Skilful classes like Rogues can pick locks, sneak around to strike from the shadows, etc.
Spellcasters, once they reach a certain level of power, can rewrite reality so they don't have to deal with any of these problems.
I'm simplifying, of course. But the thing is, a lot of D&D 3.5 represents how heroic fantasy is often imagined. There's a limit to how much variation you can really imagine into someone killing things with a big sword, but magic can do anything. So there's a bit of an imbalance there. There are other things, like poorly thought out feats, prestige classes, etc, or things which independently are fine, btu when used in combination break the game, allowing optimisers to make things like infinite damage loops (You take infinite damage every round) and become all-powerful deities at level 1; but you get the idea.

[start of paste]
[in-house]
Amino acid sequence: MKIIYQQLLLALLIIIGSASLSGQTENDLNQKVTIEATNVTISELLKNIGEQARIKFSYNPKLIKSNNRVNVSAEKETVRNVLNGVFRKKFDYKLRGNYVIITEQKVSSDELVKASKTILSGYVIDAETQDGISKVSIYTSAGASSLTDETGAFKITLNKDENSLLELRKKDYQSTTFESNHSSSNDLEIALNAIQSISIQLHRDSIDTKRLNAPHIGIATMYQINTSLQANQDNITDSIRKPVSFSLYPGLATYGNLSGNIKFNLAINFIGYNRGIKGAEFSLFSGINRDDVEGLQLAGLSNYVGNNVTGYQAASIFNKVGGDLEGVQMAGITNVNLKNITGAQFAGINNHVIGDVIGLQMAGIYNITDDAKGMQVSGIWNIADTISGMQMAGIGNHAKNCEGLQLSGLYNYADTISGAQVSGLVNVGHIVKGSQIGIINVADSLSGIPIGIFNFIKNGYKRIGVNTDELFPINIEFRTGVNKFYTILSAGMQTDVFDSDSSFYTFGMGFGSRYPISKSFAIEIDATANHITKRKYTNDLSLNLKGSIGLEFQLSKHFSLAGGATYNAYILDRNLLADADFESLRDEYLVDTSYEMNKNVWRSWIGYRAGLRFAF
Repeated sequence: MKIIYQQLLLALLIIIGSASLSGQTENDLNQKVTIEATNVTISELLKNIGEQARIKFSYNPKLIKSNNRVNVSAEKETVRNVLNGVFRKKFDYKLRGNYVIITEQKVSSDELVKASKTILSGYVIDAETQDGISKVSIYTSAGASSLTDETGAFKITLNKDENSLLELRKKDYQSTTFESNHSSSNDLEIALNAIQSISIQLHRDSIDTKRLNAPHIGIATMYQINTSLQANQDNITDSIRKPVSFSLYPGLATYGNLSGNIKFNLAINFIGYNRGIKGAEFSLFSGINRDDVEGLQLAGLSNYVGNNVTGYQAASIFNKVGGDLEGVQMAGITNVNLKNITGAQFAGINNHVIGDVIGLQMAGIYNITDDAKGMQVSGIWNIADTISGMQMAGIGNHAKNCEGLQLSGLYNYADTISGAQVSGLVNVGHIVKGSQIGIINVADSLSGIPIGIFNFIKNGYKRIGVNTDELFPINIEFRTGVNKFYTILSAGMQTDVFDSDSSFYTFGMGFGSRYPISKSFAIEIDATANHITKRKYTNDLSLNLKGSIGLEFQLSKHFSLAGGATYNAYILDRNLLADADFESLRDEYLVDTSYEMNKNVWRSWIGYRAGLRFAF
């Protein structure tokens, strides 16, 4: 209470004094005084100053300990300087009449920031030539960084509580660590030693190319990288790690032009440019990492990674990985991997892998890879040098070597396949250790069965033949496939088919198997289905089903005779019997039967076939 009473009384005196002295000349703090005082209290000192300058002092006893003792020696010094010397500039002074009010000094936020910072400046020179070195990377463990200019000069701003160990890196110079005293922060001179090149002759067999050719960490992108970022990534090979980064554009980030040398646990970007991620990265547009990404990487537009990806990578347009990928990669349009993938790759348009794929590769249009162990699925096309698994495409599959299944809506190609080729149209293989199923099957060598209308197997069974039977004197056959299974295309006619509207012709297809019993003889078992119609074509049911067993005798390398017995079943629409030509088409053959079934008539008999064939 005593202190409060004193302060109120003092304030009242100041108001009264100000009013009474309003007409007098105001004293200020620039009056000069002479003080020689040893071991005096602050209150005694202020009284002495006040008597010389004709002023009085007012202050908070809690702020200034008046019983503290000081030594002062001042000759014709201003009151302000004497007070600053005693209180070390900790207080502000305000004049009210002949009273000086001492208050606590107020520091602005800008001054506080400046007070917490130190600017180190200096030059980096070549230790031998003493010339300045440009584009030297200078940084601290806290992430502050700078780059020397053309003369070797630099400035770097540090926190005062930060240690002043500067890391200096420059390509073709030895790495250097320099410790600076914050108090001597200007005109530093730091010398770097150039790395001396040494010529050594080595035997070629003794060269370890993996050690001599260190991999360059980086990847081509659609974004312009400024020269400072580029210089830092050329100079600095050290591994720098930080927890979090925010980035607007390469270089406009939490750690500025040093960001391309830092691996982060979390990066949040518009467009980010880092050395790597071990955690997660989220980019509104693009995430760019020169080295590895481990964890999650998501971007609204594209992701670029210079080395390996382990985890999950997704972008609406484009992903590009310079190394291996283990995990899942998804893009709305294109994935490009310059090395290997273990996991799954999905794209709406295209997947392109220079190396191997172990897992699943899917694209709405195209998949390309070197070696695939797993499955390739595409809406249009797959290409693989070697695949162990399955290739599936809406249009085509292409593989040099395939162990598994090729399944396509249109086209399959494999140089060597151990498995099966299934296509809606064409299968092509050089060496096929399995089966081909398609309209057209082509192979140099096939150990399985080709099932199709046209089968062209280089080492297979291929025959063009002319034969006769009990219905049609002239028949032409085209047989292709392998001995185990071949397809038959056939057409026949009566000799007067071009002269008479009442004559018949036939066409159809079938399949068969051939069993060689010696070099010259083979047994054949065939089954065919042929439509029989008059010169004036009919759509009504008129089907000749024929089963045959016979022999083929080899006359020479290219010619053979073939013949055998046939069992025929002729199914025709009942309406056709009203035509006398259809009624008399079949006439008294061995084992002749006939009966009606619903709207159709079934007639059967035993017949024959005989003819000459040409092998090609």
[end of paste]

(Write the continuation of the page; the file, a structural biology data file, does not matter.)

All this aside, it's still a very good, very fun system. for one thing, a lot of the seriously game-breaking things you're unlikely to come up with unless you think too hard about it. Also, as far as the incredible power of magic goes, part of the problem is that while the two start out roughly equal, magic scales up in power far more quickly than regular fighting does, so you can just stick to relatively low levels. It's certainly possible to enjoy the escapism of running around a heroic fantasy world in D&D like this.